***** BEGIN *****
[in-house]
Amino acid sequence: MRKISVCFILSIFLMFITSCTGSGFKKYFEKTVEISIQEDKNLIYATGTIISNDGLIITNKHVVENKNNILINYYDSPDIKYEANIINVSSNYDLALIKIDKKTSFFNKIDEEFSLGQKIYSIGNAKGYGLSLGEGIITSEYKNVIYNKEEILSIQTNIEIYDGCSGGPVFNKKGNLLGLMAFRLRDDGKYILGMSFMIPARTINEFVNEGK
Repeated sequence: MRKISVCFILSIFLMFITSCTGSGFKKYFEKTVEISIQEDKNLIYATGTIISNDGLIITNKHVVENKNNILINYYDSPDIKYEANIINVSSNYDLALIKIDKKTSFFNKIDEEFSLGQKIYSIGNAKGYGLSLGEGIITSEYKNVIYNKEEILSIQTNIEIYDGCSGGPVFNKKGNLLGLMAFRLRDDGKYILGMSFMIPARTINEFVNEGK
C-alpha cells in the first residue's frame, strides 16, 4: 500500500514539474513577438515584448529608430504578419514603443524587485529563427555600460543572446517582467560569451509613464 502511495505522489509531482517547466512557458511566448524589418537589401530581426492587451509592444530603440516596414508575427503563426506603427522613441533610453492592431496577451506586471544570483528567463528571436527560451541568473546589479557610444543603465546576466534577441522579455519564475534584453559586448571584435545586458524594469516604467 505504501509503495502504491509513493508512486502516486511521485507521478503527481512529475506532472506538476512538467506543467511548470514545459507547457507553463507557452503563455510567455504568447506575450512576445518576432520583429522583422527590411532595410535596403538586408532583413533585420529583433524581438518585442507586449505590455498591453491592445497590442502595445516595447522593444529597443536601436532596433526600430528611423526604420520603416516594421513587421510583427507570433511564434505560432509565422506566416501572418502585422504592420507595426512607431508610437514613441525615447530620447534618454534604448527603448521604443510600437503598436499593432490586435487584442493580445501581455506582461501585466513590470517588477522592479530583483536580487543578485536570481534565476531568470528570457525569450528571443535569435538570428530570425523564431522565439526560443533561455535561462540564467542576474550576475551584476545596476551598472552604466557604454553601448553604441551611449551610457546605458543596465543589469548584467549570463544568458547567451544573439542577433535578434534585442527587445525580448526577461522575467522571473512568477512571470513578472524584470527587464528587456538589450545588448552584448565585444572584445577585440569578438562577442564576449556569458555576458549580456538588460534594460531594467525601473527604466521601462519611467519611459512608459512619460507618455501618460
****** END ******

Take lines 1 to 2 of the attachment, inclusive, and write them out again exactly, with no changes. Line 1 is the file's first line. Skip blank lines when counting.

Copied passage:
[in-house]
Amino acid sequence: MRKISVCFILSIFLMFITSCTGSGFKKYFEKTVEISIQEDKNLIYATGTIISNDGLIITNKHVVENKNNILINYYDSPDIKYEANIINVSSNYDLALIKIDKKTSFFNKIDEEFSLGQKIYSIGNAKGYGLSLGEGIITSEYKNVIYNKEEILSIQTNIEIYDGCSGGPVFNKKGNLLGLMAFRLRDDGKYILGMSFMIPARTINEFVNEGK